REGROWTH: Cooloola Berries owner Jason (pictured) and Kim Lewis say they are unlikely to be eligible for available disaster support after last October's hail storm devastated their crops, but are confident of the community's support.
REGROWTH: Cooloola Berries owner Jason (pictured) and Kim Lewis say they are unlikely to be eligible for available disaster support after last October's hail storm devastated their crops, but are confident of the community's support. Renee Albrecht

Sparse help for region's farmers hit by 'hailnado'

NEWS that disaster funding is available for farmers devastated by the Gympie "hailnado" storm is likely to be cold comfort for the region's primary producers.

As a result of a farm's damage bill exceeding $240,000, extra support is being offered by the Federal and State governments through the Natural Disaster Relief and Recovery Arrangements.

However, it seems the options - which include disaster relief loans and freight subsidies - might not be the best ones for Gympie farmers.

 

Kim Lewis assesses the storm damage at Cooloola Berries.
Kim Lewis assesses the storm damage at Cooloola Berries. Renee Albrecht

This includes the Carlsons, whose Mooloo bean crop was wiped out by the storm and the the rain that followed.

They were forced to lay off multiple workers right before picking was to start.

"We didn't pick for two weeks," Mark Carlson said. Mr Carlson said he was not aware of the NDRRA option, but doubted it offered salvation.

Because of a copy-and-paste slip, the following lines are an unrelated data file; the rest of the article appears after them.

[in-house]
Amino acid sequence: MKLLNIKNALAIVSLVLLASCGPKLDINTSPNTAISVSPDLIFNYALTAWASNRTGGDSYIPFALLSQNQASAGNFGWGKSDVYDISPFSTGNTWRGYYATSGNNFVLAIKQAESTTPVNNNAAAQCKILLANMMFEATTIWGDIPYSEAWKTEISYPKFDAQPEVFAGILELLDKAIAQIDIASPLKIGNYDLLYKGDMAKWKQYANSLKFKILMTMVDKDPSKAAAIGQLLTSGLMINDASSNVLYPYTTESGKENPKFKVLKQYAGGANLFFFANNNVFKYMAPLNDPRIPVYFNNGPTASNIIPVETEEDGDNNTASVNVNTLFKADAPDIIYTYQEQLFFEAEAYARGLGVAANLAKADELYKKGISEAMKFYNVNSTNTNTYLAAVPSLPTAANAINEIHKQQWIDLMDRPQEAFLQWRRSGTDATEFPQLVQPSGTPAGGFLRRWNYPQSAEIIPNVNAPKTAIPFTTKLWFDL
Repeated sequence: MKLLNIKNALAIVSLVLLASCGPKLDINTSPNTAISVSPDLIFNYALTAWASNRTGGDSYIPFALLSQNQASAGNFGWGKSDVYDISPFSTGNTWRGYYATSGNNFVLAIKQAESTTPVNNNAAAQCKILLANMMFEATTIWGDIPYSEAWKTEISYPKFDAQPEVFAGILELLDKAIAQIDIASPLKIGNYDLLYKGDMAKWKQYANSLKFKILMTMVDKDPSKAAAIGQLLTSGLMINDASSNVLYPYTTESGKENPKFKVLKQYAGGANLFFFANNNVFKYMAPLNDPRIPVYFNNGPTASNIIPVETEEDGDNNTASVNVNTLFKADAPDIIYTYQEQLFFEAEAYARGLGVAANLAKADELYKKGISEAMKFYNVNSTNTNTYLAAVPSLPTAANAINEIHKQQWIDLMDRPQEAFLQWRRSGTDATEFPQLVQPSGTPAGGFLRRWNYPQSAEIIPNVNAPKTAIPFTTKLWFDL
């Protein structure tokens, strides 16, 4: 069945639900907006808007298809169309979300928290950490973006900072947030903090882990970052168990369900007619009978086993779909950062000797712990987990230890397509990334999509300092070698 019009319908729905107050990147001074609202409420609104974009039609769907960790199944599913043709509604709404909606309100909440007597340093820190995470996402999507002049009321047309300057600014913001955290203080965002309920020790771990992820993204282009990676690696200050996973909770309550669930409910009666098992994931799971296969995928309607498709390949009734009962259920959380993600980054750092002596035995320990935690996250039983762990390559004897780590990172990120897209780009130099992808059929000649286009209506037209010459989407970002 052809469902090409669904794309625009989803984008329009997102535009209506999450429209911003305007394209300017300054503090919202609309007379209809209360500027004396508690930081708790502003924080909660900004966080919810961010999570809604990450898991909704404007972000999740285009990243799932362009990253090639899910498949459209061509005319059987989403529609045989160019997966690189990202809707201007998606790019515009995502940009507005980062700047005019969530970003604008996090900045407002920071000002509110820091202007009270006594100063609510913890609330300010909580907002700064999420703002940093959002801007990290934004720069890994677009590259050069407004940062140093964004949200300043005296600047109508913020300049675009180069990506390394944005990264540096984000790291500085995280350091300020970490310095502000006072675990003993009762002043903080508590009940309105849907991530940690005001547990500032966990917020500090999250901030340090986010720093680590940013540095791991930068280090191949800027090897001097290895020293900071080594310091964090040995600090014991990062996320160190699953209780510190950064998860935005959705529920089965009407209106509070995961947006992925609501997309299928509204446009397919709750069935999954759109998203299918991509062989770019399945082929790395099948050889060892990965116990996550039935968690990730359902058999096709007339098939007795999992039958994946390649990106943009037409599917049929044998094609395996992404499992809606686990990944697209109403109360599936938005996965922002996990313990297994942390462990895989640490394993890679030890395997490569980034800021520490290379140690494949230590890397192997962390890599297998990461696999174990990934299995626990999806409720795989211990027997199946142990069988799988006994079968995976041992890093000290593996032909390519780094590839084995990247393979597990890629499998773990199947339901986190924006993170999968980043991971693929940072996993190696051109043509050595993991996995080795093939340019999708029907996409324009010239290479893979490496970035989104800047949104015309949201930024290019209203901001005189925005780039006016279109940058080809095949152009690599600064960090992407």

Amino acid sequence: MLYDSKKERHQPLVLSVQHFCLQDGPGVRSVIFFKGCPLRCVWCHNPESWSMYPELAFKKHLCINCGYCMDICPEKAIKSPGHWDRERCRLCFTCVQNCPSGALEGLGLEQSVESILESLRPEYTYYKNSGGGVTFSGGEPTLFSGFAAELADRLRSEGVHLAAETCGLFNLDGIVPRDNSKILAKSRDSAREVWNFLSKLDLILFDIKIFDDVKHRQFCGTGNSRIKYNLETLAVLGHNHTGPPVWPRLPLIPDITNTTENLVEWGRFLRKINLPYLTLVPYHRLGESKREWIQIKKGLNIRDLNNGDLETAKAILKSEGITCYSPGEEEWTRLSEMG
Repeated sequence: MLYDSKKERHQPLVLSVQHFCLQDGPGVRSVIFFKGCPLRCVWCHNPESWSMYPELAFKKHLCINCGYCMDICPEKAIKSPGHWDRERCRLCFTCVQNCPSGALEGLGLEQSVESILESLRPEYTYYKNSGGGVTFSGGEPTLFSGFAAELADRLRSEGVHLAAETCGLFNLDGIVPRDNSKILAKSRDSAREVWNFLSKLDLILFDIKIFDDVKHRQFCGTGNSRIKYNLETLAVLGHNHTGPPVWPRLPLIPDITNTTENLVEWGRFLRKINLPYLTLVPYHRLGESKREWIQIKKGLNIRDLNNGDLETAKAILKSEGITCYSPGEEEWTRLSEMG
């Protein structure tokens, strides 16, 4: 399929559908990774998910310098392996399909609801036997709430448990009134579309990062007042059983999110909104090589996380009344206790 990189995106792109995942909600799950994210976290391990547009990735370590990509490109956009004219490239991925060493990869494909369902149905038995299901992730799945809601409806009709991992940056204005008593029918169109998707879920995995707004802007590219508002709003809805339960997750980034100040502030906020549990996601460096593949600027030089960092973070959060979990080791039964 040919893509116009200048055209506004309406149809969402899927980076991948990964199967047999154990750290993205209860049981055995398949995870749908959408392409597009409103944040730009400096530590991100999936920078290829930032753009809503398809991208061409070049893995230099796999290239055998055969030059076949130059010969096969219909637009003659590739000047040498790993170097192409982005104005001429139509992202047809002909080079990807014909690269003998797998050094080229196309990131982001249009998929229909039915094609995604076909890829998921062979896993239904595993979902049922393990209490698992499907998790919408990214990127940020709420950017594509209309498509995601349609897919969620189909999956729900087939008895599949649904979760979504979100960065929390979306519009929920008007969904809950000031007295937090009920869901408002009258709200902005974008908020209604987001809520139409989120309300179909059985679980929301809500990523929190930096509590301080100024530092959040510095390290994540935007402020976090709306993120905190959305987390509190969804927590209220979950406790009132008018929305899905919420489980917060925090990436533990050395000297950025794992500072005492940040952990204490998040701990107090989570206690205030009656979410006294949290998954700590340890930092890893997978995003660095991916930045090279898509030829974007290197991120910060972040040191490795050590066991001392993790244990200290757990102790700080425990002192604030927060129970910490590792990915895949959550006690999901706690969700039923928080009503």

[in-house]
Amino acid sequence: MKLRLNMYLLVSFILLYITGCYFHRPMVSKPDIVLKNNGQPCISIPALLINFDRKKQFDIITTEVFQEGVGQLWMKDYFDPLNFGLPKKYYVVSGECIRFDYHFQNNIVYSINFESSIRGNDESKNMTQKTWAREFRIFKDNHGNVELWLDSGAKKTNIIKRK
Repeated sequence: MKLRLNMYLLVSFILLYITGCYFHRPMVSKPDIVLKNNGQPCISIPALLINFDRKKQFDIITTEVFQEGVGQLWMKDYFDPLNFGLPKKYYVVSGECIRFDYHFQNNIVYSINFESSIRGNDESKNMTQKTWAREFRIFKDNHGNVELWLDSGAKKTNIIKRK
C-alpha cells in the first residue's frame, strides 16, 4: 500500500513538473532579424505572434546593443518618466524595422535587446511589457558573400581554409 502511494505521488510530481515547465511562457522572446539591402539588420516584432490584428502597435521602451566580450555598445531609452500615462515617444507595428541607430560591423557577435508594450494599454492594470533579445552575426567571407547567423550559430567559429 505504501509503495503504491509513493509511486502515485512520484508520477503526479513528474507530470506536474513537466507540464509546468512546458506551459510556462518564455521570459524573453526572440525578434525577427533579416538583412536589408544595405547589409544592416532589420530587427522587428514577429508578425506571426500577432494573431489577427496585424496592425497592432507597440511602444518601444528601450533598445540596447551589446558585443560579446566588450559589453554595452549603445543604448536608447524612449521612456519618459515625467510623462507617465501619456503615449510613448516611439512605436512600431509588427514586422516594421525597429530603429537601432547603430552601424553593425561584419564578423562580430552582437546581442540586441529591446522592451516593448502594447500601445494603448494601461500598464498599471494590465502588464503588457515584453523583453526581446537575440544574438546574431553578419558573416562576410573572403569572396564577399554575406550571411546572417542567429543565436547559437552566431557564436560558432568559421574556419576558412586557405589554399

"You'd be stupid not to look, but I don't think we'd get anything," he said.

All in all, Mr Carlson said the damage was part and parcel of the industry.

"It's just what happens to you if you're a farmer; you get knocked down and then get back up again."

 

Avocado trees stripped by the hail.
Avocado trees stripped by the hail. Troy Jegers

Cooloola Berries' Kim Lewis was also sceptical her berry farm would fit the criteria.

Mrs Lewis said she had looked at these types of government assistance packages in the past, to no avail.

"Small scale farms are just not recognised in Queensland," she said.

 

Hail covers the region.
Hail covers the region. Contributed

And Mrs Lewis might not be alone in this thinking, she said, having heard on the grapevine other local farmers were considered "too geographically isolated" and not deemed eligible.

But if primary producers are disappointed, at least one group is likely to recoup something.

Last month, Gympie Regional Council said it expected to get more than two thirds of its $500,000 storm clean-up costs back via the funding.

Gympie Times


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